A Tall Ship Tale #88: Seven Jeers in Tibet

From Paul DeAnguera.

The unexpected American counter-attack had devastated the British champion. Gasping and bleeding from the ears, the stupefied First Mate shook his head helplessly when urged to retake the stage. “Pull down your union jack, then,” Captain Blight ordered, “And form a line by the starboard rail, prisoners of war!”

“Wait!” called a voice, and a distinguished looking Chinese man in an embroidered red silk robe stepped onto the main hatch cover. It was Wang Mang, able seaman and onetime Emperor of China. The H.M.S. Legume had yet another tall tale to unleash.


“In my younger days I was a lawyer before the Imperial Court,” he began with a gracious bow. “And my practice was so successful that I was appointed to oversee a prefecture. It was the start of my rise to power.”

“What did your legal practice have to do with it?” Hugo Phirst wondered.

“Practice makes prefect,” he explained. “Well, my prefecture lay in the southeast mountains, and could be reached only by way of a narrow ledge in one wall of a very deep canyon.”

“Surely there must have been some other way into your prefecture,” Hugo snorted.

“Oh, there was,” Wang Mang replied with patience. “But I was in a hurry to assume my duties. I had learned that this particular trail had quite a few of the tiny wayside shrines that Tibetans build — ‘chortens,’ as they call them — and I wanted to chorten my journey. But the only steed I could find capable of carrying me and my equipment along the ledge was a ram. A bad choice, as it turned out! He suffered unpredictable attacks of vertigo, so he was a dithyramb much of the time.” Wang Mang drew a deep breath and shouted:

“Steep, jagged desert!
Won with danger, sweat and pain.
Kill me, I love you!”

“Your dithyramb was also a haiku?”

“Yes, I generally took a haiku when he got that way. So I was leading him when we got to the roughest, deepest part of the canyon. The walls came within a few feet of each other. A fine mist drifted up from waterfalls in the chasm between them, and perhaps I was hallucinating from altitude sickness, but it seemed to take on the most disturbing monstrous shapes. And here I found a wonderful thing; so wonderful, in fact, that I almost turned into liquid yogurt right there on the trail.”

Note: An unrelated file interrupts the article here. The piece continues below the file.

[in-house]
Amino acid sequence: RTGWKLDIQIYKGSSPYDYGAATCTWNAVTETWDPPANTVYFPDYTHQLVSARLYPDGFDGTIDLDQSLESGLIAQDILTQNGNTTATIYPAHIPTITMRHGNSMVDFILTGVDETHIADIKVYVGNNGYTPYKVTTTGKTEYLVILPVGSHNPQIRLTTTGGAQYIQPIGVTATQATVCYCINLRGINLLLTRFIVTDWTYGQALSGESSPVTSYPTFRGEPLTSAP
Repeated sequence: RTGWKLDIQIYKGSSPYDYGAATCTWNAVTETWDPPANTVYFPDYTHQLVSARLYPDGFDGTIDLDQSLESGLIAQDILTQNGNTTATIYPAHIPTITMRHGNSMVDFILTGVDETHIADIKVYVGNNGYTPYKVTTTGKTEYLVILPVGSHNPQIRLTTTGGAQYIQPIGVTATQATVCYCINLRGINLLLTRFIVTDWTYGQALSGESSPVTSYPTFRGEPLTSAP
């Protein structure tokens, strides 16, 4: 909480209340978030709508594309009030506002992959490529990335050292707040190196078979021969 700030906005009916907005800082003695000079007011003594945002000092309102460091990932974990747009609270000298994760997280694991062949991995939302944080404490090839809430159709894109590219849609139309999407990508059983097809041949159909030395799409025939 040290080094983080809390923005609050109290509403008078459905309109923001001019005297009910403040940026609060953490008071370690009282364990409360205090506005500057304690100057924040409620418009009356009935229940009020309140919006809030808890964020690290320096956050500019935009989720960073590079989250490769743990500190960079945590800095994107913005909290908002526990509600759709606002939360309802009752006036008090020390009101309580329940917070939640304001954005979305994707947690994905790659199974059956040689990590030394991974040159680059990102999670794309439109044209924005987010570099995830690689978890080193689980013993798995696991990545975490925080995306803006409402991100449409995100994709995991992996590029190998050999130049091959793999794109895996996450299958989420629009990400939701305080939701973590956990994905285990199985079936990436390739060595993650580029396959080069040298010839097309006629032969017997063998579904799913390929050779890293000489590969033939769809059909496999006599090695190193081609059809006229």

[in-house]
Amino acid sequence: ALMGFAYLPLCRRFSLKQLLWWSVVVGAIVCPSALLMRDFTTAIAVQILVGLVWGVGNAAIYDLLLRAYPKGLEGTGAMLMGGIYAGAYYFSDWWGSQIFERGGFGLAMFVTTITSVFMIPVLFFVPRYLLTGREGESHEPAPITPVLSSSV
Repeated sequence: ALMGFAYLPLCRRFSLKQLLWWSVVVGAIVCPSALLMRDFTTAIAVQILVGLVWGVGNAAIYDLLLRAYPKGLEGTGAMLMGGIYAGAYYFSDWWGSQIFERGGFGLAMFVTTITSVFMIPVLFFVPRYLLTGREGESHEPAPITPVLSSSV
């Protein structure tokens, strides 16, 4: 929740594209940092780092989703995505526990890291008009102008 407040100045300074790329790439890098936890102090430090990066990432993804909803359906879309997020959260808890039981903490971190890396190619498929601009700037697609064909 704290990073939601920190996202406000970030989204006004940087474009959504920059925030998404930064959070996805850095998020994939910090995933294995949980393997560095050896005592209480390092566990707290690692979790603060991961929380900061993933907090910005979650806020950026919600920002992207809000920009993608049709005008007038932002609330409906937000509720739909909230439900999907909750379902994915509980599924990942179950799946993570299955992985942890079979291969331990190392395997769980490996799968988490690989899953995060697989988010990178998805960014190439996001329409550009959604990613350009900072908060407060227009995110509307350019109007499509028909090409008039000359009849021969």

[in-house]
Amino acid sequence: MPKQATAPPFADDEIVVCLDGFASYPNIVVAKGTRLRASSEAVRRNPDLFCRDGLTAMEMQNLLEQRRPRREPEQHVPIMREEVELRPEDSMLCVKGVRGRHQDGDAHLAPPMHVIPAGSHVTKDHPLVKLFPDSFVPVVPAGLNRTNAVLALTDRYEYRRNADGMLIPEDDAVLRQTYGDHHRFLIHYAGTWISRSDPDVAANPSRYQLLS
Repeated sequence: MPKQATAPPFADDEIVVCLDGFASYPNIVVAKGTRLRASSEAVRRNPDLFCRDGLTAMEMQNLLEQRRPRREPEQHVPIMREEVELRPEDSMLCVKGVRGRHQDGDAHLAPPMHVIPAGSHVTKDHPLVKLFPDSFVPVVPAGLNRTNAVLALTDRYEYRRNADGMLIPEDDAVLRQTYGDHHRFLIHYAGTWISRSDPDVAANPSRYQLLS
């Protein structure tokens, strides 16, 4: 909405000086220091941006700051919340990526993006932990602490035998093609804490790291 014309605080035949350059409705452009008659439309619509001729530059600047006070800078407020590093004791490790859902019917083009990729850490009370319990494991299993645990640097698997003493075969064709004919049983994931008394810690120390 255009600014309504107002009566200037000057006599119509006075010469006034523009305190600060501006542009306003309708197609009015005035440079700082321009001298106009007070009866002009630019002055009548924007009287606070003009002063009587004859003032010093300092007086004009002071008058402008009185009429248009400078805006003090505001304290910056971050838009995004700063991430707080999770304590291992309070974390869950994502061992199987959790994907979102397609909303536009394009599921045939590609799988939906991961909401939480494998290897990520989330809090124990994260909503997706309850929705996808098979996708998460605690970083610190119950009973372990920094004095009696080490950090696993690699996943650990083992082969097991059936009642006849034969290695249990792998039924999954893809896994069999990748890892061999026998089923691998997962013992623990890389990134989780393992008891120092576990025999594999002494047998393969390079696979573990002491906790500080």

“Wait a minute,” Hugo snorted disdainfully. “How does finding anything turn you into liquid yogurt?”

“Finders, kefirs,” Wang Mang snapped. “Anyway, I found a huge golden statue. It was a likeness of the Dalai Lama, standing astride the chasm, one foot on each wall — for the trail continued on the opposite wall, and he was the only bridge.

“The attendant monk came out of his cave in the cliffside to collect his toll from me for using the Dalai Lama to cross the chasm. Then he haikued on ahead of me and my dithyramb, and by means of steps concealed in the folds of the Dalai Lama’s robe we made our way across. I asked him how much gold was in the statue. ‘Not as much as you’d think,’ he said. ‘What do you mean?’ I asked. ‘Hollow Dalai!’

“Then I asked him how he got his job. He told me he had paid for the right to charge tolls for a period of time. He got to keep the tolls he charged, and he figured he was making a pretty good profit. But he wanted to quit the business anyway, because the place was haunted by evil Taoist spirits who lived in the chasm. I tried to reassure him that the spirits were only random shapes of river mist. But he insisted that the evil spirits were specified along with the statue, the cave and other amenities in the document he was given when he paid for his station. It said he was…

“…The leasor of Tao evils!”

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